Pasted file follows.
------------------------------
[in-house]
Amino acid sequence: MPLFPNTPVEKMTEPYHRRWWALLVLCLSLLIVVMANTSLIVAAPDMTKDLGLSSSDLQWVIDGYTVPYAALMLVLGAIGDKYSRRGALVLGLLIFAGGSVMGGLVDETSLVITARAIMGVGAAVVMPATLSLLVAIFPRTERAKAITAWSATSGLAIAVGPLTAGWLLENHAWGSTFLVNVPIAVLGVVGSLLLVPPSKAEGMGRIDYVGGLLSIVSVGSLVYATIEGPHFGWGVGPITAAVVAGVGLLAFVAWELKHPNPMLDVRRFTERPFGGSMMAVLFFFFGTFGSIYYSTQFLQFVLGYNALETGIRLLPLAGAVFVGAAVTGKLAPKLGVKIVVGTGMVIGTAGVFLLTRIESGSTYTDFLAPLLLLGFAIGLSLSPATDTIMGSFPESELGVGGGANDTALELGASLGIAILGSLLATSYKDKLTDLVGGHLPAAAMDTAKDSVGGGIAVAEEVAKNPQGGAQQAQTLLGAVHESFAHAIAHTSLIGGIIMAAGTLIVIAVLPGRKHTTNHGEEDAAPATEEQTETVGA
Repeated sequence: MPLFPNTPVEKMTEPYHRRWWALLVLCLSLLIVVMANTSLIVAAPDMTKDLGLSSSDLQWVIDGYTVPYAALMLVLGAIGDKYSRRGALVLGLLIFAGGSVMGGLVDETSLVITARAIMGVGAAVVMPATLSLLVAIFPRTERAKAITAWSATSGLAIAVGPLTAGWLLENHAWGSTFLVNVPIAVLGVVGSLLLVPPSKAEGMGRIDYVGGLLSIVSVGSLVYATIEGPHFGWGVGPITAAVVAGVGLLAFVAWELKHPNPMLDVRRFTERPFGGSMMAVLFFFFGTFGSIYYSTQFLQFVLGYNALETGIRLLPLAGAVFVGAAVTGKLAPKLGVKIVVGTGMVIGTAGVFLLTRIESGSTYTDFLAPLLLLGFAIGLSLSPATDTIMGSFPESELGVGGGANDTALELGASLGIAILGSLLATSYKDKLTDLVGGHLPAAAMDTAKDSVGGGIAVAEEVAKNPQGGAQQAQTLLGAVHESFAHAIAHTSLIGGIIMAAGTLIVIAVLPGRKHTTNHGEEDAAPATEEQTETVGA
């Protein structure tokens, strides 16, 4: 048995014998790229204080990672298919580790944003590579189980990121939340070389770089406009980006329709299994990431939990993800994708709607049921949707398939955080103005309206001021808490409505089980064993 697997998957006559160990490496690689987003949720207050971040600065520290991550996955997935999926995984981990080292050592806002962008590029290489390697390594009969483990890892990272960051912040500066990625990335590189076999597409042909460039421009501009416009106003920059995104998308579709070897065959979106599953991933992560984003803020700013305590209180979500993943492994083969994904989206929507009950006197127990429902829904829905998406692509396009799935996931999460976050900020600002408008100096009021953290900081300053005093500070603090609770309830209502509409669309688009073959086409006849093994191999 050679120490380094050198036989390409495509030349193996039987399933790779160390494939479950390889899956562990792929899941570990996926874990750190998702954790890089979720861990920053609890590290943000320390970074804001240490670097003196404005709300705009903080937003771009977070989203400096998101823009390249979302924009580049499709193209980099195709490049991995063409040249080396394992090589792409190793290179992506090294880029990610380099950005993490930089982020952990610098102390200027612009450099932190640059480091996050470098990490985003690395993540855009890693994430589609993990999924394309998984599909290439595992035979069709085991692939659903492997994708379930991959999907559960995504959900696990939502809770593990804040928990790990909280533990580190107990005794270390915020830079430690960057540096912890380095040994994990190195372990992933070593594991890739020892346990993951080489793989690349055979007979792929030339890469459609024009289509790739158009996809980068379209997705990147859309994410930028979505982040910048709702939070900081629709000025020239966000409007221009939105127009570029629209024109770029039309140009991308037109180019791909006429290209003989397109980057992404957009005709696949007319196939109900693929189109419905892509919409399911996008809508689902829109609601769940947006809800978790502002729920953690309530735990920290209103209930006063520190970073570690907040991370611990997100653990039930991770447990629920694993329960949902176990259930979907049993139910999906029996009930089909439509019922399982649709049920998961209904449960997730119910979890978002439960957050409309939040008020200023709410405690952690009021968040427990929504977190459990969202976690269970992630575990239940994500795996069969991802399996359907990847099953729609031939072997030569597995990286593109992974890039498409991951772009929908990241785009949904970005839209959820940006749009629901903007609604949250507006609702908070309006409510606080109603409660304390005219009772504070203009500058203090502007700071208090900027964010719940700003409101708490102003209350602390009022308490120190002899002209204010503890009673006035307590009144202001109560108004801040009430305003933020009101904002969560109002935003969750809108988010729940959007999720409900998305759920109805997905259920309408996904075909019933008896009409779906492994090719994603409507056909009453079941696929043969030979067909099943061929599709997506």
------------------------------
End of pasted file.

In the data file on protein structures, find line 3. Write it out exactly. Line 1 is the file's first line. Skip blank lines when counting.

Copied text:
Repeated sequence: MPLFPNTPVEKMTEPYHRRWWALLVLCLSLLIVVMANTSLIVAAPDMTKDLGLSSSDLQWVIDGYTVPYAALMLVLGAIGDKYSRRGALVLGLLIFAGGSVMGGLVDETSLVITARAIMGVGAAVVMPATLSLLVAIFPRTERAKAITAWSATSGLAIAVGPLTAGWLLENHAWGSTFLVNVPIAVLGVVGSLLLVPPSKAEGMGRIDYVGGLLSIVSVGSLVYATIEGPHFGWGVGPITAAVVAGVGLLAFVAWELKHPNPMLDVRRFTERPFGGSMMAVLFFFFGTFGSIYYSTQFLQFVLGYNALETGIRLLPLAGAVFVGAAVTGKLAPKLGVKIVVGTGMVIGTAGVFLLTRIESGSTYTDFLAPLLLLGFAIGLSLSPATDTIMGSFPESELGVGGGANDTALELGASLGIAILGSLLATSYKDKLTDLVGGHLPAAAMDTAKDSVGGGIAVAEEVAKNPQGGAQQAQTLLGAVHESFAHAIAHTSLIGGIIMAAGTLIVIAVLPGRKHTTNHGEEDAAPATEEQTETVGA